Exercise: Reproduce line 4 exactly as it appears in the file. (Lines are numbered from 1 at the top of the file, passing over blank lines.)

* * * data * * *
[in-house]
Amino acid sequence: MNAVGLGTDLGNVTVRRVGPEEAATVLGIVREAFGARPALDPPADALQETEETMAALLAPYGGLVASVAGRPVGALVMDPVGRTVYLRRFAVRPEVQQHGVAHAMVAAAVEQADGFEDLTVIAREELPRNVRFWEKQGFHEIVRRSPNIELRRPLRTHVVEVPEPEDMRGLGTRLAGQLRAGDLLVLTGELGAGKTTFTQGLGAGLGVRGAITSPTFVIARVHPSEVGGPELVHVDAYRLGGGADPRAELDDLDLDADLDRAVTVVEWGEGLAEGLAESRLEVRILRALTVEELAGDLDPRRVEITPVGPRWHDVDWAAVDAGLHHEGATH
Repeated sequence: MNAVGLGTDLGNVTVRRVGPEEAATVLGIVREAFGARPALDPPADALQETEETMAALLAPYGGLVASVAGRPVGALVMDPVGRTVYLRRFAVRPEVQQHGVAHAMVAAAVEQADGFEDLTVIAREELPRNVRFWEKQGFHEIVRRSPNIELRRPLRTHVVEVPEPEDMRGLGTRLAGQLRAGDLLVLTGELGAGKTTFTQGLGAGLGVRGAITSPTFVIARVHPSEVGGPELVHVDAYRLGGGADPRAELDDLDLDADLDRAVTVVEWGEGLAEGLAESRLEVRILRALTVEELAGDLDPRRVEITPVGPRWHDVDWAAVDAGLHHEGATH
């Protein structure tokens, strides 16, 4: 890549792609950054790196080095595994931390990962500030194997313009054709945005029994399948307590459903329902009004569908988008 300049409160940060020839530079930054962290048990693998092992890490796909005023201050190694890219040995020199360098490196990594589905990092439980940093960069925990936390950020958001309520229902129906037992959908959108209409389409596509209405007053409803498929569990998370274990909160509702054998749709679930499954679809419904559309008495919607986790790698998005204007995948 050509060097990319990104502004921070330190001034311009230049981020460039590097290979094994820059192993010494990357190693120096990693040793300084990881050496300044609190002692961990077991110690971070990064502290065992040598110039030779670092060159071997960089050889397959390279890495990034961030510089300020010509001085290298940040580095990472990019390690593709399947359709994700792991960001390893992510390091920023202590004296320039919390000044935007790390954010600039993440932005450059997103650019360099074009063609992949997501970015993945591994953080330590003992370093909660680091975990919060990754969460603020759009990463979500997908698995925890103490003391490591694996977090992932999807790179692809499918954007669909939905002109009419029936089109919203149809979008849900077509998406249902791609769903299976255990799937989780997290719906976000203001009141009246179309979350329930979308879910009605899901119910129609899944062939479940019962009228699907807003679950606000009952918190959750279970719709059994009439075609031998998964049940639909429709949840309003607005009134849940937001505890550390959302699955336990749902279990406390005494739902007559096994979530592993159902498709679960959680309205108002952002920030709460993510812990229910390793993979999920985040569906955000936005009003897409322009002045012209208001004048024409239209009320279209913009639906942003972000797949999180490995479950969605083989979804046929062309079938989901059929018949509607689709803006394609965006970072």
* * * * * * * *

């Protein structure tokens, strides 16, 4: 890549792609950054790196080095595994931390990962500030194997313009054709945005029994399948307590459903329902009004569908988008 300049409160940060020839530079930054962290048990693998092992890490796909005023201050190694890219040995020199360098490196990594589905990092439980940093960069925990936390950020958001309520229902129906037992959908959108209409389409596509209405007053409803498929569990998370274990909160509702054998749709679930499954679809419904559309008495919607986790790698998005204007995948 050509060097990319990104502004921070330190001034311009230049981020460039590097290979094994820059192993010494990357190693120096990693040793300084990881050496300044609190002692961990077991110690971070990064502290065992040598110039030779670092060159071997960089050889397959390279890495990034961030510089300020010509001085290298940040580095990472990019390690593709399947359709994700792991960001390893992510390091920023202590004296320039919390000044935007790390954010600039993440932005450059997103650019360099074009063609992949997501970015993945591994953080330590003992370093909660680091975990919060990754969460603020759009990463979500997908698995925890103490003391490591694996977090992932999807790179692809499918954007669909939905002109009419029936089109919203149809979008849900077509998406249902791609769903299976255990799937989780997290719906976000203001009141009246179309979350329930979308879910009605899901119910129609899944062939479940019962009228699907807003679950606000009952918190959750279970719709059994009439075609031998998964049940639909429709949840309003607005009134849940937001505890550390959302699955336990749902279990406390005494739902007559096994979530592993159902498709679960959680309205108002952002920030709460993510812990229910390793993979999920985040569906955000936005009003897409322009002045012209208001004048024409239209009320279209913009639906942003972000797949999180490995479950969605083989979804046929062309079938989901059929018949509607689709803006394609965006970072």